Red Sox                  IP    ERA    WXRL   QERA
RHP Jonathan Papelbon   58.1  1.85   5.143   2.09
LHP Hideki Okajima      69.0  2.22   4.429   3.22
RHP Manny Delcarmen     44.0  2.05   1.652   3.70
RHP Mike Timlin         55.1  3.42   1.572   4.59
RHP Eric Gagne          52.0  3.81   1.364   3.80
LHP Javier Lopez        40.2  3.10   0.497   4.61
LHP Jon Lester          63.0  4.57    1.1*   4.94

Indians                  IP    ERA    WXRL   QERA
RHP Joe Borowski        65.2  5.07   2.776   3.81
RHP Rafael Betancourt   79.1  1.47   6.845   2.68
LHP Rafael Perez        60.2  1.78   3.142   2.62
RHP Tom Mastny          57.2  4.68   0.596   4.64
LHP Aaron Fultz         37.0  2.92   0.187   4.91
RHP Jensen Lewis        29.1  2.15   0.629   3.21
LHP Aaron Laffey        49.1  4.56    0.8*   3.96

The Red Sox bullpen led the AL in team WXRL (13.850), and they led the majors in Fair Run Average (3.49). In the first round, they passed their one major test with flying colors; with the outcome of the series still in doubt, they wriggled out of a two-on, two-out jam to toss 4 1/3 hitless innings in relief of Matsuzaka in Game Two.

The closer, Papelbon, was not dominating to the extent that he did in 2006, but avoided the shoulder problems which shut him down last year, and confirmed his elite status by placing third in WXRL and saving 37 out of 39 opportunities. Top set-up men Okajima and Delcarmen are more recent invitees to the late-inning party. The former, who placed sixth in WXRL, avoided the specialist tag by being even tougher on righties (.182/.230/.277) than lefties (.236/.286/.360). While he ran out of gas late in the year (11.04 ERA after August 24), he’s been spotless in four outings following a two-week rest in late September. The latter, a heat-throwing 25-year-old, has surpassed the infinitely more heralded Gagne and Timlin to win the righty setup job. Though he has occasional control problems, he’s tough on both righties (.194/.262/.290) and lefties (.167/.274/.300). Francona doesn’t particularly have to fret about tailoring matchups for either pitcher, but neither is a two-inning go-to guy who can dramatically shorten ballgames the way the Raffys can for Cleveland.

Elsewhere in the Bosox pen, Gagne has been simply awful (6.99 Fair Run Average, -1.408 WXRL) since coming over from Boston, perhaps–as Will Carroll suggests–due to arm trouble. After watching his sole first-round appearance, protecting a 9-0 lead in the ninth of Game Three, one gets the sense Francona would just as soon anoint him Head Bee Guy. Timlin has been more gracefully put out to pasture in a lower-leverage role. Lopez is a LOOGY whose ability to get that one out is in doubt; lefties hit .293/.366/.439 against him, righties .176/.296/.265. Lester, the comeback kid, is around for long-relief purposes, the backup plan if something goes awry with Wakefield.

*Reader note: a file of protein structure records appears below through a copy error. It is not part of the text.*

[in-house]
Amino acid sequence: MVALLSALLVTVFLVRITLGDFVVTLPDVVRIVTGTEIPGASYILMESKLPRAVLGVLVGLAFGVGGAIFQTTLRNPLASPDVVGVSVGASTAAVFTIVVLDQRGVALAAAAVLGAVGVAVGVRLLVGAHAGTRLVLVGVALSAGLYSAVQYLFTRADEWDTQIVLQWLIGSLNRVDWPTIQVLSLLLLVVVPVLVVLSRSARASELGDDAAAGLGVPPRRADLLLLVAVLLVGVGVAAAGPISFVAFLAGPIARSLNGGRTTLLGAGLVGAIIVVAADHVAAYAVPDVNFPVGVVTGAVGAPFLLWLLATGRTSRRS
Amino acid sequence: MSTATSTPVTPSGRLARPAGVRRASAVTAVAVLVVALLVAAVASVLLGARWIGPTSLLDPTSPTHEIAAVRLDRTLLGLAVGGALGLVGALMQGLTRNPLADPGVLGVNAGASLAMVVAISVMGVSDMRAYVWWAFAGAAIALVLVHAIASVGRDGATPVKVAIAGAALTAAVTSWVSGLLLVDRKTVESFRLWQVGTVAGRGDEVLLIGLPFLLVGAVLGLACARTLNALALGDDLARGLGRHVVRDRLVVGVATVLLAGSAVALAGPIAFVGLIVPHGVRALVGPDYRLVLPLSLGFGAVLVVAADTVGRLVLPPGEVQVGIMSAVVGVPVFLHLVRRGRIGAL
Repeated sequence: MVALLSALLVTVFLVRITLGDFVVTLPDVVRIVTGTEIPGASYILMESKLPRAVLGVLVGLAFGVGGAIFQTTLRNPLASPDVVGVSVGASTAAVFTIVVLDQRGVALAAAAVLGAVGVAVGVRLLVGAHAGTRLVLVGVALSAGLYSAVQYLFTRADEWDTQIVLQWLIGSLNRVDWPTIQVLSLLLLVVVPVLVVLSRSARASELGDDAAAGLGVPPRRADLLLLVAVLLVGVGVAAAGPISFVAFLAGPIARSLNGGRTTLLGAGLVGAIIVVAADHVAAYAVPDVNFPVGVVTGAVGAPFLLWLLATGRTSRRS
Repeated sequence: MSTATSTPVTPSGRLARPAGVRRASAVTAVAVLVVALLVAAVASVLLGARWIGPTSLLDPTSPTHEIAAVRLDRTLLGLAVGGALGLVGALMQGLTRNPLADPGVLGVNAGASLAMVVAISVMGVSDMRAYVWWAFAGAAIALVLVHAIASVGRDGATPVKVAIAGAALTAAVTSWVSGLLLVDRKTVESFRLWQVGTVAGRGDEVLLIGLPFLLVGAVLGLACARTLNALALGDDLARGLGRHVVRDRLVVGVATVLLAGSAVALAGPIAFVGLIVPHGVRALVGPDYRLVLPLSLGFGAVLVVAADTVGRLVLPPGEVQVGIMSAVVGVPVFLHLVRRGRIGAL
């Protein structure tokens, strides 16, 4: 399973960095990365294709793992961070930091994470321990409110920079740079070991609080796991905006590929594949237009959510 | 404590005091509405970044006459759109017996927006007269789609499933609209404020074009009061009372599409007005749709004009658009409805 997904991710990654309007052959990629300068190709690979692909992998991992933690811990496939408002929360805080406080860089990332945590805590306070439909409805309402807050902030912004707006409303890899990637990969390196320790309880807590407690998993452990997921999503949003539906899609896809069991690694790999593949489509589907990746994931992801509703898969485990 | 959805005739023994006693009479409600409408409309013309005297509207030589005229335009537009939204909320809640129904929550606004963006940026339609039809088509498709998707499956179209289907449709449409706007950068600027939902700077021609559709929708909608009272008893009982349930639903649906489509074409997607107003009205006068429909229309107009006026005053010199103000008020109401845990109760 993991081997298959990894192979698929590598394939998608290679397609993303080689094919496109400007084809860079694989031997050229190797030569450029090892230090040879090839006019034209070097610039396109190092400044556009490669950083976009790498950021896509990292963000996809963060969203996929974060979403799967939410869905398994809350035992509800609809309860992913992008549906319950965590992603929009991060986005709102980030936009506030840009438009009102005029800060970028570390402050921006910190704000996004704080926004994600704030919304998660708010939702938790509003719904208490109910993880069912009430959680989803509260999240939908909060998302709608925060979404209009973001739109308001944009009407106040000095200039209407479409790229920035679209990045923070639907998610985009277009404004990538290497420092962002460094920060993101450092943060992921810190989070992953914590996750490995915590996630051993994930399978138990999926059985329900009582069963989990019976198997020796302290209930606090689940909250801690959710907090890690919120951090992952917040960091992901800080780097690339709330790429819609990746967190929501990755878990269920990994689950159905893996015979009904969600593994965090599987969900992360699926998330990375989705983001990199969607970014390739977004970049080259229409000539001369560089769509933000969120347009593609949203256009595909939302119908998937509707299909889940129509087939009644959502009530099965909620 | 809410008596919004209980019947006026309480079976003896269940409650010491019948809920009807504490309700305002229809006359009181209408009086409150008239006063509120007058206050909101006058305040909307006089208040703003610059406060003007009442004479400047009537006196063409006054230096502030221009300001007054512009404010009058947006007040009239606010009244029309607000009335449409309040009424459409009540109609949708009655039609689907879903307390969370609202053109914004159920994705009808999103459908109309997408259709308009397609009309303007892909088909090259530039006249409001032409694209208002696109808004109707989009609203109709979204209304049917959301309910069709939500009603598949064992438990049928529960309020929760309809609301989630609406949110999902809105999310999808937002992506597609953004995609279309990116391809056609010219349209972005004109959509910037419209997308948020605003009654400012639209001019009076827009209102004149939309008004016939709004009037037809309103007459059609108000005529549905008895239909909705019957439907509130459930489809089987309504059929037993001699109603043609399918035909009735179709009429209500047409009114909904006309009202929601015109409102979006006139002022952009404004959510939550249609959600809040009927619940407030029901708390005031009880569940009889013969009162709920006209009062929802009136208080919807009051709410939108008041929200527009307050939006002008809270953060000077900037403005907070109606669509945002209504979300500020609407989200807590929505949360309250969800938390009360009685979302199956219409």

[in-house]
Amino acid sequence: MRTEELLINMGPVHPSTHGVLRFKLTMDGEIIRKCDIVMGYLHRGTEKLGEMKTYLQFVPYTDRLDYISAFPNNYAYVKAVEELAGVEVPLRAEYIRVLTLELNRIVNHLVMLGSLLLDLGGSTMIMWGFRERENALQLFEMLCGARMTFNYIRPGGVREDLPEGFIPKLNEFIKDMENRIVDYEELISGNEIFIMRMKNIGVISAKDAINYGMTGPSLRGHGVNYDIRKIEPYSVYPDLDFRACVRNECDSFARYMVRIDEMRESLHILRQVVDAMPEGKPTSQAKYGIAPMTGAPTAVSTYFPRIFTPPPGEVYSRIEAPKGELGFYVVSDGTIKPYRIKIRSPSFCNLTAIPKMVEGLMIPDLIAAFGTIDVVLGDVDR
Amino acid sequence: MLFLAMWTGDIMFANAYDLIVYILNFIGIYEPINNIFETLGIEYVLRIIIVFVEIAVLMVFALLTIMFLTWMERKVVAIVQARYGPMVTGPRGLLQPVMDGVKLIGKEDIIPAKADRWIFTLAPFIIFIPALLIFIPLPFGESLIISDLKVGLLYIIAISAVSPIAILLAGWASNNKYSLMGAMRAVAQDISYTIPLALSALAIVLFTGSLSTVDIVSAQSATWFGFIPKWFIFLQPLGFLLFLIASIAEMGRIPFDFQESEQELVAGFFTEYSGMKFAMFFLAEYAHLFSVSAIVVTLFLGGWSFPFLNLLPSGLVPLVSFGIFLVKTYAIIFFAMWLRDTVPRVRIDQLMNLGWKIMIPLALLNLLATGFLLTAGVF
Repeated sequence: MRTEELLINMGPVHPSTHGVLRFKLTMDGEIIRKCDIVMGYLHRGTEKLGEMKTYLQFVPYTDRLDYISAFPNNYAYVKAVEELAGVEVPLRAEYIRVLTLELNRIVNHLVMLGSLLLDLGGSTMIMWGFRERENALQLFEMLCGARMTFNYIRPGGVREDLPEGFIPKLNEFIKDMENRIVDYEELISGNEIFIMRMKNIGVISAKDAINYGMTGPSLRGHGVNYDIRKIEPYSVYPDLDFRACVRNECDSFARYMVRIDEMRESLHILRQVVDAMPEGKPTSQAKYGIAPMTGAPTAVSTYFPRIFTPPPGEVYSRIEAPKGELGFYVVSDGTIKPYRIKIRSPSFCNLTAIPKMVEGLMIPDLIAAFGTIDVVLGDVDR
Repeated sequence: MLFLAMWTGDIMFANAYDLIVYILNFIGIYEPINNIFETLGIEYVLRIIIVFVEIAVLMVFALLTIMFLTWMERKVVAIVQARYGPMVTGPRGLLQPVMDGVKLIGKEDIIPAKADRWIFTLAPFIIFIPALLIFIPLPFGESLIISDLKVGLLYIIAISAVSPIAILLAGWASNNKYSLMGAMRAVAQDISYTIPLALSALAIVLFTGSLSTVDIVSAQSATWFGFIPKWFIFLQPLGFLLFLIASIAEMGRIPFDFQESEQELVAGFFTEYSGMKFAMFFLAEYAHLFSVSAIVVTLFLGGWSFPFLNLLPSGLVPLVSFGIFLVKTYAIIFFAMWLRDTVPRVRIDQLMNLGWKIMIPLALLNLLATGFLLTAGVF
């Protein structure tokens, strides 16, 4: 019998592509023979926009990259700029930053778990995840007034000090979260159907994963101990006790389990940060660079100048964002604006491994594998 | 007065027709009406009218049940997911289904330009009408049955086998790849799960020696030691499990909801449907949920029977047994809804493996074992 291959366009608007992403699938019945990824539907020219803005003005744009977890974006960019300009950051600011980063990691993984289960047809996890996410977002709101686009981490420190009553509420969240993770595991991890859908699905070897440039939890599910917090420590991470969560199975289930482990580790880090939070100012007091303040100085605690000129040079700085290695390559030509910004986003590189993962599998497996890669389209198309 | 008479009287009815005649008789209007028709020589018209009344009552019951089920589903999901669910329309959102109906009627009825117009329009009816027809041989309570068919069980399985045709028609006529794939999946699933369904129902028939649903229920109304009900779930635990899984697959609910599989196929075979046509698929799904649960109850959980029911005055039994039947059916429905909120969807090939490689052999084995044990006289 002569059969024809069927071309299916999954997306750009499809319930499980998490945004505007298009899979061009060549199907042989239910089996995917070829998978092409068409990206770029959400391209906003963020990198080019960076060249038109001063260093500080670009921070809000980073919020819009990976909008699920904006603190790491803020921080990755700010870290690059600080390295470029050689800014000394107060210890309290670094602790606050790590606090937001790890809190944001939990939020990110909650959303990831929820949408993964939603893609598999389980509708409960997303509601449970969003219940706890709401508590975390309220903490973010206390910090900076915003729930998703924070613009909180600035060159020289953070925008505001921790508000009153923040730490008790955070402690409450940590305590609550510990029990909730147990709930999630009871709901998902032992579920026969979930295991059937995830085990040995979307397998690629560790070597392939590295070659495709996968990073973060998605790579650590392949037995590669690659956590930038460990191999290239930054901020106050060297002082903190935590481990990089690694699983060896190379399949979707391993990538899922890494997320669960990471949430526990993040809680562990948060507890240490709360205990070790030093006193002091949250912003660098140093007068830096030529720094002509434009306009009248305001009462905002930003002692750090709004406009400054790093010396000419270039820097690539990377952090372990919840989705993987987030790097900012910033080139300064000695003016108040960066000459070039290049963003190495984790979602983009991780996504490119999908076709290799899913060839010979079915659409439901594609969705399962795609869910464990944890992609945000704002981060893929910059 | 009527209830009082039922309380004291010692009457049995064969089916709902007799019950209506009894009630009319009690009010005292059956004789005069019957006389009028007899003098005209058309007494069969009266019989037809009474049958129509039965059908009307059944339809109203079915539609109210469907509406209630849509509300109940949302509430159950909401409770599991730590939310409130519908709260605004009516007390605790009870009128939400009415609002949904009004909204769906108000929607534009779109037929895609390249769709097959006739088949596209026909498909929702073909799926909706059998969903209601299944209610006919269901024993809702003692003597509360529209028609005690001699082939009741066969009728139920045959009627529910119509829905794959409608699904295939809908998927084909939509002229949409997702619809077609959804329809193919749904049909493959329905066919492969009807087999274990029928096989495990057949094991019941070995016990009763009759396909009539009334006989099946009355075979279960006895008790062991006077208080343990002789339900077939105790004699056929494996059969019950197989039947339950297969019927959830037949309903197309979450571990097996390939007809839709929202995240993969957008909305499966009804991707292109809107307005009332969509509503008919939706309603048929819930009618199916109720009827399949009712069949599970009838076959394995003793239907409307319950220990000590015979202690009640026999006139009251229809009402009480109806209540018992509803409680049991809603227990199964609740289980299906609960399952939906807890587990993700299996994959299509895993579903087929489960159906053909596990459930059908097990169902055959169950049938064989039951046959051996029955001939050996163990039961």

Cleveland’s bullpen, which finished a close second to the Red Sox in team WXRL (13.517) and a more distant second in Fair Run Average (3.98), proved their mettle against the Yankees, allowing just two runs and seven hits in 13 frames. Much-maligned closer Borowski’s QERA, FRA (4.84), and ERA after mid-May (3.91) all indicate that he out-pitched his actual ERA, and in the ALDS, he was kept largely out of the way, tossing an inning of mop-up in the Tribe’s sole loss and then yielding a towering but ultimately inconsequential solo homer to Bobby Abreu during the Yankees’ last stand. In handicapping this series, many point to him as the weakest link, expecting him to cough up at least one ballgame. That analysis ignores the strength of the unit in front of him, which will do much more of the heavy lifting.

The Division Series’ revelation was Perez, a lanky southpaw who gave the lefty-heavy Yankee lineup fits. He tossed six innings in three appearances, all of them two-inning jobs, the first two on back-to-back days, and only in the last did the Yankees ding him for baserunners and a run. Boston’s lineup doesn’t skew as heavily to the left as New York’s, but Perez handles righties (.213/.257/.324) pretty well, if not as well as lefties (.145/.209/.241). Expect him to run the Ortiz-Ramirez-Lowell-Drew gauntlet once a game.

Betancourt tossed two scoreless frames in the first round after finishing second in the league in WXRL; he also produced an incredible 80/6 K/UIBB ratio and held righties to a mere .147/.170/.229 showing for the year. Betancourt may be especially prominent here. Even if Wedge eases up the throttle on Perez, whose velocity tapered off by his third appearance, he can probably combine the two Raffys to get three innings, even on back-to-back nights. If he can’t, Lewis will see some more work, which doesn’t appear to be a bad thing. A midseason callup, he didn’t faint at the sight of pinstripes, striking out four in two perfect frames versus New York. Fultz may provide for an early matchup against Ortiz, with Laffey and Mastny around as filler in the event of an early exit from a starter.


The Sox ran second in the AL in Defensive Efficiency (.711), and second in the majors in FRAA, one reason why they’ve got the most Secret Sauce of any team. Of course, the pitching staff’s strikeout rate (7.2 EqK9), which kept the ball out of the fielders’ hands, also helped.